Evolution of the Landing Craft, Air Cushion Technology

Change Date Order

    Landing Craft - 1960

    • 1960s
      The Decade of Firsts
    • 1962 January 8

      Announcement of the U.S. Navy’s 22-ton, 62-foot Hydroskimmer is under contract. It is the largest air cushion vehicle ever to be constructed in the United States.

    • 1965 August 20

      The first of three SK-5 air cushion vehicles are supplied to the U.S. Navy. Naval personnel begin training in operation and maintenance of the SK-5 at the Buffalo Test Base on Lake Erie.

    • 1965 February 17

      The Federal government mass transportation project announces a passenger service between the Oakland airport, San Francisco airport and downtown San Francisco, using two SK-5 air cushion vehicles. By August 1966, the passenger service successfully logs 179,700 passenger miles and carries 13,600 passengers.

    • 1966 November 21

      Three SK-5 air cushion vehicles serving with the Navy in Vietnam take part in Operation Quai Vat (Monster) near Moc Hoa, South Vietnam, venturing into areas that were previously inaccessible.

    • 1967 March 15

      A specially instrumented SK-5 air cushion vehicle completes a historic 235-mile trip across frozen Lake Erie, marking the first time any surface vehicle has traveled the ice-clogged lake in wintertime. The SK-5 also demonstrates several days of runs between Pelee Island and the Canadian mainland.

    • 1969 January 13

      Award contract for the detail design, construction and test of the Surface Effect Ship SES-100B as well as support of Navy test operations.

    • 1969 June 11

      The SK-5 begins a six-week demonstration program for the U.S. Coast Guard in St. Petersburg, Fla., marking the first use of an air cushion vehicle by the Coast Guard.

    Landing Craft - 1970

    • 1970s
      The Decade of Advanced Technological Improvements
    • 1970 April 1

      Work begins on the preliminary design of a 50-knot, 45-ton C30-50 air cushion Amphibious Assault Landing Craft for the U.S. Navy.

    • 1971 March 8

      The U.S. Naval Ship Systems Command selects the design, construction and test of an experimental 50-knot, 160-ton air cushion LC JEFF(B) Amphibious Assault Landing Craft.

    • 1971 October 4

      Final assembly begins on the first Voyageur heavy haul air cushion vehicle. Voyageur 001 starts operational test programming in December and begins major ten-day Army/Navy offshore logistics exercises involving the transport of MILVAN containers from ship to shore in Fort Eustis, Va. in September 1971.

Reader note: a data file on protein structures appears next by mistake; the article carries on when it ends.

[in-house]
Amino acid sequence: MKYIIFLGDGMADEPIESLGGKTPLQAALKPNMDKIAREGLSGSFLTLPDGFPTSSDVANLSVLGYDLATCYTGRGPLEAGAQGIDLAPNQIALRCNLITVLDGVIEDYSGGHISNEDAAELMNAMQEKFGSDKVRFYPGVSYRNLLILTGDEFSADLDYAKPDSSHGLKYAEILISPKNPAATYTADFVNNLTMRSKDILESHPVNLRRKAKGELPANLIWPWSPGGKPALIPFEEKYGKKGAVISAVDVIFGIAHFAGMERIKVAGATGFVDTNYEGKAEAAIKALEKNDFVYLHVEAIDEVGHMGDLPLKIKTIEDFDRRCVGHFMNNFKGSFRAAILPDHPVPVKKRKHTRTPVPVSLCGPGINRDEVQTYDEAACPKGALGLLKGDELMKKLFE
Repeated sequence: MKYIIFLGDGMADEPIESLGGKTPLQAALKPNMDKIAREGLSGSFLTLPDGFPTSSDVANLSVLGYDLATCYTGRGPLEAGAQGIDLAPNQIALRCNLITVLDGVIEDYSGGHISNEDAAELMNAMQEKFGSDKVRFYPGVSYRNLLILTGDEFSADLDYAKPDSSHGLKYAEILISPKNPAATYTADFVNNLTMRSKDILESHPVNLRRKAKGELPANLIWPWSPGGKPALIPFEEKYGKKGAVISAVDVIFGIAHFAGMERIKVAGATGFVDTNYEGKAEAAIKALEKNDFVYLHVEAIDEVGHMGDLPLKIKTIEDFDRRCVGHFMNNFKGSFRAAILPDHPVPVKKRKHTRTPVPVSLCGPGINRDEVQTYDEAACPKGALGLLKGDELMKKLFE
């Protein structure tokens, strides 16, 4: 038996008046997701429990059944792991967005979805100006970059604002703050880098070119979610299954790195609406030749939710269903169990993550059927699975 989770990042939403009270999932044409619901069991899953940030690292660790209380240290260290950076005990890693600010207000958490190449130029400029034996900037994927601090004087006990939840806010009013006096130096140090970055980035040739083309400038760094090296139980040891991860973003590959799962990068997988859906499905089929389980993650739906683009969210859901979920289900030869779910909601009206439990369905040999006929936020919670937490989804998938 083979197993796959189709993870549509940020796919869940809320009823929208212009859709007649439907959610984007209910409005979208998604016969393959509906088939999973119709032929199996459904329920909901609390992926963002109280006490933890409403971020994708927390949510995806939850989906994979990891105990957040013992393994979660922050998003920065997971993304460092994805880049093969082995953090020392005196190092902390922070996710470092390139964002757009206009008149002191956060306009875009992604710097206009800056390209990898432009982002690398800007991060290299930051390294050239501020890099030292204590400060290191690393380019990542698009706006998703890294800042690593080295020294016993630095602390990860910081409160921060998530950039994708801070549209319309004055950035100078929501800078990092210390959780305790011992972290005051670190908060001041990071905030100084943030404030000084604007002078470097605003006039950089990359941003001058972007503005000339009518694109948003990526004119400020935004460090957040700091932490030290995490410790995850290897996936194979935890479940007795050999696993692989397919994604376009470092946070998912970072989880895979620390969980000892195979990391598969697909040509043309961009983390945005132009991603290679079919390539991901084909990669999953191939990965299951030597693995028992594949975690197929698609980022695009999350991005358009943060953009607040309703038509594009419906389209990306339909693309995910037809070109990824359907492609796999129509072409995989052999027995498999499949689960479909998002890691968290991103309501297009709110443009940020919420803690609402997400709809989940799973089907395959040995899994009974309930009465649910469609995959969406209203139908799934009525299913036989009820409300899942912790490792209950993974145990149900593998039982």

• 1973 March 1

      SES-100B attains speeds of more than 70 knots in Lake Pontchartrain tests - a world record for this type craft.

    • 1973 March 12

      Successful model testing of the Viking Air Cushion Vehicle is announced.

    • 1976 March 15

      The first of two LACV-30s (Lighter, Amphibious Air Cushion Vehicles 30-ton payload) is completed for the U.S. Army.

    • 1977 April 7

      The U.S. Navy announces completion and rollout of the first JEFF(B) amphibious assault landing craft.

    • 1978 January 8

      The LACV-30 craft completes surf tests at Camp Pendleton in California. While expanding the entry angle envelope at high gross weight, the craft takes a steep 7- to 8-foot wave broad on the bow at 20 miles per hour, successfully demonstrating surf performance.

    • 1979 August 14

      Successful operational demonstrations of the 160-ton JEFF(B) are carried out at Tyndall Air Force Base and Naval Coastal Systems Center. More than 30 government and contractor organizations are involved. The ship is maneuvered in and out of the well deck of a Landing Ship Dock and achieves an overwater speed of 62 knots while carrying a full load including a main tank, a jeep and Marine troops. The JEFF(B) maneuvered through simulated war conditions on shore, including exploding mines and traversed sand dunes as high as 10 feet.

    Landing Craft - 1980

    • 1980s
      The Decade the LCAC Makes a Splash
    • 1980 January 27

      The 100-ton SES-100(B), designed and built for the U.S. Navy, breaks the world’s speed record by moving across water at 105.8 miles per hour (91.9 knots) at the Navy’s Patuxent River Test Facility in Maryland. The previous record of 104 miles per hour was set by the SES-100(B).

    • 1980 November 24

      At the Landing Ship Dock 32/AALC Interface Trials, the JEFF(B) makes 19 entries and exits from the well deck in sea states up to 3, with the USS Spiegel Grove (LSD-32) cruising at speeds up to 19 knots.

    • 1981 October 23

      A dedication and ribbon cutting ceremony is held for the new $10 million production facility for the New Orleans Operations shipyard facility. This is the only U.S. shipyard dedicated solely to full-time production of air cushion vehicles and surface effect ships. Located in eastern New Orleans, the shipyard sits on a 14.7-acre site, has 168,000-square feet of manufacturing space and provides direct access to the Intracoastal Waterway, the Mississippi River, the Mississippi River Outlet and the Gulf of Mexico. Navy dignitaries, Louisiana Congressmen Robert Livingston and Lindy Boggs, and Robert P. Straetz, Chairman of the Board of Textron Inc., attend the dedication.

    • 1982 September 29

      The SES-200, the world’s largest surface effect ship, completes a record breaking trip from New Orleans, La., to the Patuxent River in Maryland averaging 23.4 knots during the 1,550-nautical mile, nonstop, nonrefueling voyage.

    • 1983 February 24

      A ceremony marks the beginning of production on the first hull assembly for the Landing Craft, Air Cushion (LCAC). George A. Sawyer, former Assistant Secretary of the Navy, Shipbuilding and Logistics, is the guest speaker. The JEFF(B), the LCAC prototype, makes its longest trip to date from Panama City to New Orleans for the ceremony.

    • 1983 August 6

      Second of three major milestones in the production of the LCAC-1 is achieved when the aluminum hull is turned over at the production shipyard.

    • 1984 May 2